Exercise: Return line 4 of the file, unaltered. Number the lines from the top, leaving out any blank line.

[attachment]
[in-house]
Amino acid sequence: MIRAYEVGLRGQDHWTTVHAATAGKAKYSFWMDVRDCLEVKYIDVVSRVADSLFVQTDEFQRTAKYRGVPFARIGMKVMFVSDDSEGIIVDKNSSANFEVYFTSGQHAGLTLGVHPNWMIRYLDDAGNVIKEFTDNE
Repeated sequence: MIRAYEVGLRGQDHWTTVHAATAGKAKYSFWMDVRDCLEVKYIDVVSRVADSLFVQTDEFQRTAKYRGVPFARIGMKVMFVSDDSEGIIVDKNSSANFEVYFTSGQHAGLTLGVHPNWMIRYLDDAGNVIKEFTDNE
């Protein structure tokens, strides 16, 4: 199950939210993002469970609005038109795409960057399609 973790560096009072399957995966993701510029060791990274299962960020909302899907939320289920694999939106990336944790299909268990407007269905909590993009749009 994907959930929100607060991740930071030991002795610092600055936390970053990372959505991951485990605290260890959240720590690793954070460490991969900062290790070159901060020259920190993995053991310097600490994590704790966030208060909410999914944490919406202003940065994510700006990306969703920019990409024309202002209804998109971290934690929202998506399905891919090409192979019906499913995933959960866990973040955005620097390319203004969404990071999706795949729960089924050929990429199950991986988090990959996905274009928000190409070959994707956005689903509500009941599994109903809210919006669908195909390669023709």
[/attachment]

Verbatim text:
């Protein structure tokens, strides 16, 4: 199950939210993002469970609005038109795409960057399609 973790560096009072399957995966993701510029060791990274299962960020909302899907939320289920694999939106990336944790299909268990407007269905909590993009749009 994907959930929100607060991740930071030991002795610092600055936390970053990372959505991951485990605290260890959240720590690793954070460490991969900062290790070159901060020259920190993995053991310097600490994590704790966030208060909410999914944490919406202003940065994510700006990306969703920019990409024309202002209804998109971290934690929202998506399905891919090409192979019906499913995933959960866990973040955005620097390319203004969404990071999706795949729960089924050929990429199950991986988090990959996905274009928000190409070959994707956005689903509500009941599994109903809210919006669908195909390669023709």